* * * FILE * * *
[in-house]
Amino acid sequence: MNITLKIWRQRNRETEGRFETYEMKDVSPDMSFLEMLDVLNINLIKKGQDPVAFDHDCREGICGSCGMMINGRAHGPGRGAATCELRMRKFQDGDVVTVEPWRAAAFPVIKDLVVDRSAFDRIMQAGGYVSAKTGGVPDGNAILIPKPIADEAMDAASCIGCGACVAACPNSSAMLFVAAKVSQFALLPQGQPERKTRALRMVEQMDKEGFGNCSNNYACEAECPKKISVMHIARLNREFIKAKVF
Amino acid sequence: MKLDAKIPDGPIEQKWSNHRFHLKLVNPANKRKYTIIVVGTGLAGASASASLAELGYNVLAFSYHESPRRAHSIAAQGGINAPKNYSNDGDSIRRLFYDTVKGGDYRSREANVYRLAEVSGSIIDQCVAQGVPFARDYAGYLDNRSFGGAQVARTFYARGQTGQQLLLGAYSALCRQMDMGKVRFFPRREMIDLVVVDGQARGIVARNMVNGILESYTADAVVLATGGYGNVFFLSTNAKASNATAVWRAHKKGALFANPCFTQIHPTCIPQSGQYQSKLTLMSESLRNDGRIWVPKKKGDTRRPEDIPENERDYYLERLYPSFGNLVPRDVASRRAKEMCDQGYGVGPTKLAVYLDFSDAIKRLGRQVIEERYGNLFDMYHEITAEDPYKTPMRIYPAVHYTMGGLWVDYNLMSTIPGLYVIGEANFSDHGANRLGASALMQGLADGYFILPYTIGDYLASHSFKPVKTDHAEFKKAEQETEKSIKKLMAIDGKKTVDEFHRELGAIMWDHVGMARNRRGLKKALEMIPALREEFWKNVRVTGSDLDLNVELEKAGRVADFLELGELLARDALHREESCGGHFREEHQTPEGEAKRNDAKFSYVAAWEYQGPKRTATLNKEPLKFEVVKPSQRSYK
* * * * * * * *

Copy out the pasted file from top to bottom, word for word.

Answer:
[in-house]
Amino acid sequence: MNITLKIWRQRNRETEGRFETYEMKDVSPDMSFLEMLDVLNINLIKKGQDPVAFDHDCREGICGSCGMMINGRAHGPGRGAATCELRMRKFQDGDVVTVEPWRAAAFPVIKDLVVDRSAFDRIMQAGGYVSAKTGGVPDGNAILIPKPIADEAMDAASCIGCGACVAACPNSSAMLFVAAKVSQFALLPQGQPERKTRALRMVEQMDKEGFGNCSNNYACEAECPKKISVMHIARLNREFIKAKVF
Amino acid sequence: MKLDAKIPDGPIEQKWSNHRFHLKLVNPANKRKYTIIVVGTGLAGASASASLAELGYNVLAFSYHESPRRAHSIAAQGGINAPKNYSNDGDSIRRLFYDTVKGGDYRSREANVYRLAEVSGSIIDQCVAQGVPFARDYAGYLDNRSFGGAQVARTFYARGQTGQQLLLGAYSALCRQMDMGKVRFFPRREMIDLVVVDGQARGIVARNMVNGILESYTADAVVLATGGYGNVFFLSTNAKASNATAVWRAHKKGALFANPCFTQIHPTCIPQSGQYQSKLTLMSESLRNDGRIWVPKKKGDTRRPEDIPENERDYYLERLYPSFGNLVPRDVASRRAKEMCDQGYGVGPTKLAVYLDFSDAIKRLGRQVIEERYGNLFDMYHEITAEDPYKTPMRIYPAVHYTMGGLWVDYNLMSTIPGLYVIGEANFSDHGANRLGASALMQGLADGYFILPYTIGDYLASHSFKPVKTDHAEFKKAEQETEKSIKKLMAIDGKKTVDEFHRELGAIMWDHVGMARNRRGLKKALEMIPALREEFWKNVRVTGSDLDLNVELEKAGRVADFLELGELLARDALHREESCGGHFREEHQTPEGEAKRNDAKFSYVAAWEYQGPKRTATLNKEPLKFEVVKPSQRSYK